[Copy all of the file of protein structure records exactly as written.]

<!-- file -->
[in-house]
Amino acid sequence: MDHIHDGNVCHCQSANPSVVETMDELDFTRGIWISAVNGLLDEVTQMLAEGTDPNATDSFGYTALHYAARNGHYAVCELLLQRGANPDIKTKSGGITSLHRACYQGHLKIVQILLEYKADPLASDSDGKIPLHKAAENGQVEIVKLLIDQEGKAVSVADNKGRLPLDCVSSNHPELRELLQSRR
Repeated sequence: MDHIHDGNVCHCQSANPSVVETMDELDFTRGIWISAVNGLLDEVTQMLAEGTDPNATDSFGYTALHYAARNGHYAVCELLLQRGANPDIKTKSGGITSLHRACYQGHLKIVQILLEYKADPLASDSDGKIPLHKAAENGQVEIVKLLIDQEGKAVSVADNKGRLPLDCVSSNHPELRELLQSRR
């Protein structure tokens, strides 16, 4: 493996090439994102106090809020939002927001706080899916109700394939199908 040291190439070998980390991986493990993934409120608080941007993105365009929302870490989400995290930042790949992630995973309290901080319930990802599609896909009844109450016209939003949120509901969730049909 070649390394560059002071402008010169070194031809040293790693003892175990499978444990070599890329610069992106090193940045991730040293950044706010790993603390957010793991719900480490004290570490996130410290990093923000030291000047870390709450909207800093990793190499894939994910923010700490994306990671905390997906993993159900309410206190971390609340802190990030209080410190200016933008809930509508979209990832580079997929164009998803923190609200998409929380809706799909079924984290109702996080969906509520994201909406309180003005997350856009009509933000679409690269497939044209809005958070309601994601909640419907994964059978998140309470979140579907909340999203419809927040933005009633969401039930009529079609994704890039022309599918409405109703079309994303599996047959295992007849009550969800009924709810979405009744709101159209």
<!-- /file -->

[in-house]
Amino acid sequence: MDHIHDGNVCHCQSANPSVVETMDELDFTRGIWISAVNGLLDEVTQMLAEGTDPNATDSFGYTALHYAARNGHYAVCELLLQRGANPDIKTKSGGITSLHRACYQGHLKIVQILLEYKADPLASDSDGKIPLHKAAENGQVEIVKLLIDQEGKAVSVADNKGRLPLDCVSSNHPELRELLQSRR
Repeated sequence: MDHIHDGNVCHCQSANPSVVETMDELDFTRGIWISAVNGLLDEVTQMLAEGTDPNATDSFGYTALHYAARNGHYAVCELLLQRGANPDIKTKSGGITSLHRACYQGHLKIVQILLEYKADPLASDSDGKIPLHKAAENGQVEIVKLLIDQEGKAVSVADNKGRLPLDCVSSNHPELRELLQSRR
């Protein structure tokens, strides 16, 4: 493996090439994102106090809020939002927001706080899916109700394939199908 040291190439070998980390991986493990993934409120608080941007993105365009929302870490989400995290930042790949992630995973309290901080319930990802599609896909009844109450016209939003949120509901969730049909 070649390394560059002071402008010169070194031809040293790693003892175990499978444990070599890329610069992106090193940045991730040293950044706010790993603390957010793991719900480490004290570490996130410290990093923000030291000047870390709450909207800093990793190499894939994910923010700490994306990671905390997906993993159900309410206190971390609340802190990030209080410190200016933008809930509508979209990832580079997929164009998803923190609200998409929380809706799909079924984290109702996080969906509520994201909406309180003005997350856009009509933000679409690269497939044209809005958070309601994601909640419907994964059978998140309470979140579907909340999203419809927040933005009633969401039930009529079609994704890039022309599918409405109703079309994303599996047959295992007849009550969800009924709810979405009744709101159209």